We’re starting something new here at Grok Nation: a regular column where you can ask a diverse pool of feminists anything you want. That’s right. ANYTHING. We aim to make feminism accessible, understandable, and of course, interesting. We’ll be talking about everything from the political to the personal, and everything in between.
One thing you might notice is that despite identifying as feminists, the folks who answer these questions won’t always agree! Feminism doesn’t automatically mean one way and one way only. At its best, it means providing a seat at the table for folks — and in particular oppressed and marginalized people — to share their thoughts, opinions, and experiences.
Today’s topic: Hillary Clinton.
What does it mean to you to see Hillary Clinton become the first woman to accept the Presidential nomination for the Democratic Party?
“Everything.” — Caissie St. Onge
“I’m thrilled that Hillary Clinton is the nominee. I celebrated her victory with women I love. But this morning on my run, I still felt afraid of getting raped. At work, my promotion is still mysteriously stalled as it winds its way to the white male decision makers. There is still an enormous amount of work to do to keep women’s bodies safe and their earnings equal to men.” — Christie Tate
“When I was small, Jesse Jackson ran for president, and all the grownups around me were sure his blackness would keep him out. It became a joke in my house that I could be the first biracial woman president one day. It was funny because it could never happen, much like another common phrase from my younger days, ‘When monkeys fly out of so and so’s butt.’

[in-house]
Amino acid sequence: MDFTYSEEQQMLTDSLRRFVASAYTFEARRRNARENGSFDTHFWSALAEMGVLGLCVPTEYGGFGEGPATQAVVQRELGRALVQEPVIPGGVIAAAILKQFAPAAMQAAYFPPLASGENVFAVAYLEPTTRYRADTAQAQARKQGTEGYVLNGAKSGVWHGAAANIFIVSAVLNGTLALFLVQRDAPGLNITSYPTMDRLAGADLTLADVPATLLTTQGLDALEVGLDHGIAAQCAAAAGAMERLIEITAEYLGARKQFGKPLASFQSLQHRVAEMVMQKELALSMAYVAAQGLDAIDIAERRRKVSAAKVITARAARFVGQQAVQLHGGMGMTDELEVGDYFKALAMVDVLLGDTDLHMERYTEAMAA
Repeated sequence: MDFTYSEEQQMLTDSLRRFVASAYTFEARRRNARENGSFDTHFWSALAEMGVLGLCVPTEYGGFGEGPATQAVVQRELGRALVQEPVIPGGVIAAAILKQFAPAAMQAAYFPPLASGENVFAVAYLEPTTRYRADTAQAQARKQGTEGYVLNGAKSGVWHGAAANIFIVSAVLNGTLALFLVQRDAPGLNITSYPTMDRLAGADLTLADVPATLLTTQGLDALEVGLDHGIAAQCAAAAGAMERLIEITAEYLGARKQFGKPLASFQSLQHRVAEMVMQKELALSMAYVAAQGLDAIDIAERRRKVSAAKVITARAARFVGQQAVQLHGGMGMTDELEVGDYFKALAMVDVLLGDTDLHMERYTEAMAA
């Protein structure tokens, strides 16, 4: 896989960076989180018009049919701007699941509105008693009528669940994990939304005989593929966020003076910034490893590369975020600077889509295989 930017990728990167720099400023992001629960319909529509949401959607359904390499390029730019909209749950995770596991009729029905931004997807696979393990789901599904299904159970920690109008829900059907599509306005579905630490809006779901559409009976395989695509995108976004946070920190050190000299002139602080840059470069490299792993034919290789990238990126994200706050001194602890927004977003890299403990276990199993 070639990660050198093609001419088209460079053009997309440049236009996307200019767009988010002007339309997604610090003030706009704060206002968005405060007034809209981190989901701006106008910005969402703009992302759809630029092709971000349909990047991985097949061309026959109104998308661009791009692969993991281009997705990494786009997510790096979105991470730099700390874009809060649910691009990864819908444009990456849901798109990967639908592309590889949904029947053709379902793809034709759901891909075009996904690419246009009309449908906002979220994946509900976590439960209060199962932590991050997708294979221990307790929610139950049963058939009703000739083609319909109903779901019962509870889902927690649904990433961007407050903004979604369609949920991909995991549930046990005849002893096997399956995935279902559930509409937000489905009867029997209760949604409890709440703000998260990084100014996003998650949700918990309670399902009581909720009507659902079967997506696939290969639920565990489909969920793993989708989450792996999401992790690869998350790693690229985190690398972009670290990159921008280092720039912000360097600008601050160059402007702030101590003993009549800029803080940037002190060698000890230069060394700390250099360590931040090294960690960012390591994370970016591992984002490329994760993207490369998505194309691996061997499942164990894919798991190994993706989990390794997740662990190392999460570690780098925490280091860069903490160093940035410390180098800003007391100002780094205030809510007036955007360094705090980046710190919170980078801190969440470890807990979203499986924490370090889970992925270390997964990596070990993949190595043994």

Even though I didn’t vote for her in the primary, seeing Hillary get the nomination felt monumental in the way that seeing Obama get the nomination did for me as a biracial American.
28 years later, what was once a joke, a silly fantasy that was only funny because it would never happen, is reality. People who look like me can be President now. Imaginary winged primates are finally escaping from human anuses everywhere.
And even though she wasn’t my candidate, you best believe I cried.” — Jessica Sutherland
“It means we have our Liberal Sarah Palin, an identity politics pick. Like the difference between the parties, Hillary Clinton, compared to Sarah Palin, is more rational, capable, and an all-around better politician. But at the end of the day, the DNC f*cked the poor, f*cked the young, f*cked minorities, and f*cked the country. We don’t have 20 years to come up through party infrastructure to make incremental positive change for people who are kinda doing okay but starting to get scared about job security or healthcare or basic equality. A lot of us are going to die before that. Girls like me, we can’t wait for Hillary Clinton to decide it’s politically safe to unequivocally back trans rights instantly, in every context. We’re not fighting to hold onto what we have. We’re fighting to have anything to hold onto at all.
So, Democratic Party, you can keep your symbolic bullshit establishment feelgood candidate, just like you can keep your sanctimonious authoritarian vomit-stream about how if I don’t vote for Hillary, I’m voting for Trump. You know who splits votes? It’s not third parties. It’s weak candidates that not enough people feel good about, or even okay with getting behind.” — Seranine Elliot
“It meant to me that my seven-year-old daughter will perhaps be witness to a historical event — the first female president.” — Estelle Erasmus